Wait times can range from four to 12 hours, she said. Health care officials urged parents to not let that dissuade them from bringing in children showing signs of respiratory distress and said they’re triaging patients to get the sickest seen quickly while staff keep watch on those waiting in the lobby to ensure they’re safe.

Click here to read the full article in AP News

Veterans Cemetery Bill Clears CA Legislature, Reaching Governor’s Desk After Tense Debate

A veterans cemetery in Orange County is one step closer today after state legislators approved legislation that would provide a final resting place for area veterans who for many years have had to drive hours outside county lines to be buried in a veterans cemetery.  

The issue that’s reverberated through Orange County for over a decade now sits on Governor Gavin Newsom’s desk waiting on his approval. 

The bill is the first step toward getting a state veterans cemetery built on a piece of county owned land at Gypsum Canyon in the Anaheim Hills, a site which nearly every elected official and veterans group in Orange County has endorsed. 

“We are thankful to everyone who has worked so hard to achieve this legislative success,” said Nick Berardino, president of the Veterans Alliance of Orange County and one of the leaders of the veterans coalition that lobbied for Gypsum Canyon. “Governor Newsom has been a strong and stellar supporter of California veterans, and we are anxious for his opportunity to sign the bill.”

The cemetery was originally slated to be built on the former Marine Corps Air Station El Toro in Irvine, but after nearly a decade of debate by city leaders stalled the project, many veterans began looking for another option. 

After getting an endorsement from every other city council in Orange County, they brought the proposed Gypsum Canyon site before the Irvine City Council, where city leaders formally renounced their hopes to build a veterans cemetery and gave their blessing to take it out of the city.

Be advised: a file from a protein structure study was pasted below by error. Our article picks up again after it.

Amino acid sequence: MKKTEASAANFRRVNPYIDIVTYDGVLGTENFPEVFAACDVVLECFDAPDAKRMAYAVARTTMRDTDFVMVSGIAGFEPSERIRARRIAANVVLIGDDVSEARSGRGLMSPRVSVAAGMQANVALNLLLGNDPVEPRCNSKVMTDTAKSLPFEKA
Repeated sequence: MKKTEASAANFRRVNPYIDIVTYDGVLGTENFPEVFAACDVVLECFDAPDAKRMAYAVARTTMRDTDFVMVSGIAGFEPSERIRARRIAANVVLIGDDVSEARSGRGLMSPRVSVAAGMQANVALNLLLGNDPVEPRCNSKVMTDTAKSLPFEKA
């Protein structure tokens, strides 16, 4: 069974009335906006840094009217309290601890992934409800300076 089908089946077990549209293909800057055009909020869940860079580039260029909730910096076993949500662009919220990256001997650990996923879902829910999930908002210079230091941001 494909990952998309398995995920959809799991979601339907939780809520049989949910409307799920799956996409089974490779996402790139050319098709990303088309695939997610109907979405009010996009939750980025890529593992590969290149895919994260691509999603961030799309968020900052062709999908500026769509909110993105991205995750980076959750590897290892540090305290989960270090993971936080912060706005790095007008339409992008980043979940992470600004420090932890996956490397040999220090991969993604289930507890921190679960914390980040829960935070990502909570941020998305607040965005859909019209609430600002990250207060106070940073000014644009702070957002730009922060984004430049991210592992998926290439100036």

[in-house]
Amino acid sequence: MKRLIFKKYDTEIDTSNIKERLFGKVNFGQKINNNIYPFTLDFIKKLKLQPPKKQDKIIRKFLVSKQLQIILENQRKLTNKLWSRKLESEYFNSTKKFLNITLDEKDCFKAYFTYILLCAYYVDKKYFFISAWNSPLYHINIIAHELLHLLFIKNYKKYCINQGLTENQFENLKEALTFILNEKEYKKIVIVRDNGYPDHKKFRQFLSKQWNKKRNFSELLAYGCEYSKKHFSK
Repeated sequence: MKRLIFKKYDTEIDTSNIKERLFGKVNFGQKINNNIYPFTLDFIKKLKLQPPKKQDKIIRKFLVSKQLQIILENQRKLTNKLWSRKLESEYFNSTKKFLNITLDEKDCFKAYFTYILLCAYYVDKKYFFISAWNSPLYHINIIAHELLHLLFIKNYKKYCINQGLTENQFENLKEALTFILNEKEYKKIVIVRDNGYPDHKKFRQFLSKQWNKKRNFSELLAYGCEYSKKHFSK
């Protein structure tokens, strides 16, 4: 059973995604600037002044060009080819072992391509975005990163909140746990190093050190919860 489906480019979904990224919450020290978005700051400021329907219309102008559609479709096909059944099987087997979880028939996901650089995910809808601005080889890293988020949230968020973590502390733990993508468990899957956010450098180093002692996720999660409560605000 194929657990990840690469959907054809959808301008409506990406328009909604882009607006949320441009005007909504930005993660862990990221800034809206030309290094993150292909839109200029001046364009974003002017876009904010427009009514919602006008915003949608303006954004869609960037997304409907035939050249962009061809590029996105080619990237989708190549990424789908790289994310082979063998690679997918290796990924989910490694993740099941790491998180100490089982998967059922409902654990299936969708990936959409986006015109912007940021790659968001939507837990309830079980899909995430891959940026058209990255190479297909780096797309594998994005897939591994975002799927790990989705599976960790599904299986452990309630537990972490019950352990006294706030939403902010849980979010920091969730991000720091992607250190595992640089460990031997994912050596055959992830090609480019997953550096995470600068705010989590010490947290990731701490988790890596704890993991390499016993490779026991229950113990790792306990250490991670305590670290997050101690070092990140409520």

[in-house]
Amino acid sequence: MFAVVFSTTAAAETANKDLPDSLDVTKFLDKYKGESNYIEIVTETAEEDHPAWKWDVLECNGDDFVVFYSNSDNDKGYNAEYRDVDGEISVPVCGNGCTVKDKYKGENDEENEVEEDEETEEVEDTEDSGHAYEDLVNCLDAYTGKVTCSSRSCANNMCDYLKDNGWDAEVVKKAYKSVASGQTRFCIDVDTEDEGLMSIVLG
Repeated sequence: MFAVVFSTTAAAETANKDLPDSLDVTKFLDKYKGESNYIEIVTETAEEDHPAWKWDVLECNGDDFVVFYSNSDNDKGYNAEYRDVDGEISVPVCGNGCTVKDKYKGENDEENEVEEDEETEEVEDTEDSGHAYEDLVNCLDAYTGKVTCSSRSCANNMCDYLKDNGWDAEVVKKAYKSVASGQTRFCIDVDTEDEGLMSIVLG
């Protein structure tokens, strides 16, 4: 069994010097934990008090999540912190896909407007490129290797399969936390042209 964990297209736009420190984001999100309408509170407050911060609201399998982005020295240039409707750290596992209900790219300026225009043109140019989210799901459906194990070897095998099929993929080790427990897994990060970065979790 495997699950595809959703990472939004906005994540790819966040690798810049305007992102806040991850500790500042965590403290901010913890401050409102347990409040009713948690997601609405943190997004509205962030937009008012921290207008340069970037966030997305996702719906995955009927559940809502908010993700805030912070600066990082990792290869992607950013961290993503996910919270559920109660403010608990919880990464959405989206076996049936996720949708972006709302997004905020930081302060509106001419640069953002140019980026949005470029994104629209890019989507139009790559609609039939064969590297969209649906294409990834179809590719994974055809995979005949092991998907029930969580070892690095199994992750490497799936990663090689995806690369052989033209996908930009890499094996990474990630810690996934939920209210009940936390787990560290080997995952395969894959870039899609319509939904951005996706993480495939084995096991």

ReadHow Did Irvine Fail to Build a Veterans Cemetery After Nearly a Decade of Debate?

But in order to move forward at Gypsum Canyon, veterans needed the state to study the site, which requires approval by the state legislature. 

The process was initially held up, with State Senator Tom Umberg and Assemblywoman Sharon Quirk-Silva introducing competing bills at the start of 2022 that were unified in June. 

ReadOC’s First Veterans Cemetery Clears Another Hurdle After State Legislators Unify Bills

After the Senate approved the bill on Wednesday night, the Assembly approved their edits on Thursday morning. 

Quirk-Silva, who introduced the original legislation for the cemetery in 2014, said “it was a lot of emotion,” to see it heading to Newsom’s desk. 

“This has taken a lot of time but slow and steady wins the race,” Quirk-Silva said in an interview with Voice of OC. “We’re confident (Newsom) will support.” 

While the bill leaves an Irvine site open as a potential future option, it also opens up Gypsum Canyon for consideration or any future site that county leaders decide on as long as the land is reviewed by the state first. 

At this point, the biggest voice left still calling for the cemetery to go on the former base is Irvine City Councilman Larry Agran, who has objected frequently to his colleagues’ new plans to build a botanical garden at the proposed site and has shared worries the city could be sued over it. 

ReadIrvine’s Great Park Has Its First Development Plan in Years, Can the City Deliver?

The bill also creates the Southern California Veterans Cemetery Study Donation Fund, a new account for any “local governmental entity or private organization,” to help fund the state’s study of the land, with any excess funds returned to the donor. 

That study will provide the first official price tag for what it would cost to develop the site, and list potential design options and recommendations from state staff. 

So far, the site has picked up $20 million in funding from the county supervisors, which would fully fund the study by the California Department of Veterans Affairs and the Department of General Services and help fund the construction of the cemetery further down the road.